Tuesday, August 30, 2011
August, while full of sunshine and long, warm days, can can be a very long month for shellfish lovers.
As the old rule goes, oysters are best in the "ber" months -- September, October, November, December -- the later in the year the better. In August, with water temperatures right where bacteria like them, fans of raw bivalves often find themselves looking for alternative ways to fulfill this craving.
The good news is, all hope is not lost -- right now is the best time to indulge in littleneck clams. Silver-dollar sized, these morsels of fresh brine and milky flesh are a great way to add life to any meal. Best of all, in late summer they're safe to eat, cheap (about four dollars a pound if you know where to look), and, using this recipe, ready to eat in minutes.
Let's get right to it.
Sunday, July 10, 2011
For most people, Summer means time for fresh, locally-grown produce.
(Not to rub it in, but out here in California, we get the good stuff year round. And there's no humidity. And you can ski and swim in the ocean in the same day. Sure, I'll wait while you book your plane tickets.)
And when it comes to that produce, no vegetable is as prodigious in July and August as the mighty zucchini (a.k.a. summer squash). Sold for cents on the pound, it's a versatile and welcome harbinger of warm weather wherever it appears. Have you had the little two or three inch ones, boiled in salted water and covered with fresh, green olive oil? Or what about the big baseball bats, sliced into long thick strips and thrown on the grill, as meaty and juicy as the best sirloin? Heck, you can even eat the stuff raw.
Tuesday, July 5, 2011
There are few chronological spans more enjoyable than the one that sits between Memorial Day and Labor Day. Living in the Land of Eternal Summer (a.k.a. Southern California), I've become a bit of an expert when it comes to surviving these sultry months. The most important weapon? A tall, cold glass of . . . well, pretty much anything.
Wednesday, June 8, 2011
"In a pickle." Goodness knows Lafayette (pictured above) finds himself in one quite often.
A phrase with quite a bad connotation, etymologists suggest that it came up from the process of making pickles -- that to do so, you would "stir, confuse, and mix" vegetables, or meat, or eggs in sour broth, and in doing so, preserve them in that particular state. Similarly, when we speak about someone "in a pickle," they are stuck, are bound, are in a state from which they cannot escape.
Saturday, April 9, 2011
It's been forever since I posted here, I know. Admittedly, law school has reduced my free time down to a mere pittance; I'm lucky enough if I have enough energy to make a delicious dinner, much less photograph it.
Nevertheless, I decided to put up a recipe this week for two reasons:
(1) This recipe couldn't be easier -- it's a treatise on the fact that if you get your hands on flavorful, good quality ingredients, put them in the same dish, and stay out of the way, you can still make magical things, even on a school night.
(2) Relatively speaking, this is a surprisingly inexpensive dish.
Don't believe me? Read on.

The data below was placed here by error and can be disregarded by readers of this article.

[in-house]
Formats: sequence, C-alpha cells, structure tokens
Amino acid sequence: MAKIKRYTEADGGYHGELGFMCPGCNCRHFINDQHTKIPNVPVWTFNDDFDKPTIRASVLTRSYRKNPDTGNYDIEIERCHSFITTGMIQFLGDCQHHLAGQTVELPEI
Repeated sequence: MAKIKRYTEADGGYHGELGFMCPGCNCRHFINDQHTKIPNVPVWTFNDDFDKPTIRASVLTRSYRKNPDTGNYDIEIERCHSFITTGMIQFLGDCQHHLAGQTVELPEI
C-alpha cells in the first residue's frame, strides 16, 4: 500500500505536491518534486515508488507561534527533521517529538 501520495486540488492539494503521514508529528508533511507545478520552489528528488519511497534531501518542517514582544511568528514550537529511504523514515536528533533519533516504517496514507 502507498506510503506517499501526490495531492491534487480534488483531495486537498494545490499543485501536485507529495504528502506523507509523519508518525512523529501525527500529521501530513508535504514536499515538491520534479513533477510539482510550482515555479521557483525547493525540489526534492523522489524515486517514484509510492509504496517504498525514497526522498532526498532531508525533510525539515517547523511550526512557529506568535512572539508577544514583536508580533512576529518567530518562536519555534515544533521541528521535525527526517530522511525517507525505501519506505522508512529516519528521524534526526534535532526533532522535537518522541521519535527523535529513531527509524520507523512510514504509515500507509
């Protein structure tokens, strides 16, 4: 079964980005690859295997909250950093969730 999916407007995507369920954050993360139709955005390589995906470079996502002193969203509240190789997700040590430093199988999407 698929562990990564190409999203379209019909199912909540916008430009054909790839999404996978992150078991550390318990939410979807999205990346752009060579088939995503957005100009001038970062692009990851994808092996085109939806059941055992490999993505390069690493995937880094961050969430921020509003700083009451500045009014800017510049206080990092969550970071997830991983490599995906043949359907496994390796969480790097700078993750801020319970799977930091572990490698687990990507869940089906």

Tuesday, September 28, 2010
Fall has always meant one thing to me: Apples.
Apple picking, apple cider, apple pie. Of course, without the picking, the cider and the pie usually don't happen, so it was with trepidation that I entered into my first September here on the West Coast. With the workload that comes with being a 1L, I wondered, would I have the time to get out to an orchard? For that matter, are there apple orchards in Southern California?
Sunday, September 5, 2010
If there’s a flavor for whom appreciation only arrives with age, that flavor would be bitterness.
That’s not to say that most people become bitter with age; I would certainly hope not. Rather, I’m speaking about the flavor profile – astringent, sharp, piercing…shocking, even. And yet, so many of life’s more adult (and particularly liquid) pleasures – a well-brewed cup of coffee, the tannic finish on a glass of feisty red, the quinine snap of tonic water – are built if not focused on this unusual sensation.
Tuesday, July 13, 2010
At long last, things have settled in here a little bit. The Pasta Burner and I have finally gotten our kitchen in order, and with it, there's a chance to really start exploring the California bounty at our fingertips.
I've been inching to make a pie for a while now. Yes, yes, I know, there have been more tarts on this page than in the wives' seats at the World Cup, but there's just something different, something luscious, indulgent, and summery about pie that other pastries -- including my beloved tarts -- just can't touch. In short, think of it this way: If Tarte au Citron is Grace Kelly, Blueberry Pie is Jayne Mansfield.
Thursday, July 8, 2010
It goes without saying that posts have been coming slow and without ceremony recently.
The thing is, the Pasta Burner and I are still in transit -- not the transit of sic transit gloria, mind you, but rather a steady and continual progress towards finishing the renovations on our lovely new home, a place where we hope our fortunes will only continue to get brighter with time.
Sunday, June 13, 2010
It was what -- March? -- when I gave you all a glimpse at this recipe. Three months, six kind comments requesting an expanded post, and three-thousand miles later, this considerably overdue recipe is finally here.
The truth of the matter is that it's absurdly simple, and it utilizes techniques that we've already featured on this website with previous posts. The filling, a simple lemon curd, is a variation on the filling for our Grapefruit Curd Tulips, while the crust is taken straight from our French Fruit Tart with Vanilla Crème -- and to be honest, if you cheat and use a frozen pie crust...well, I'm not going to tell anyone.
Let's get right to it.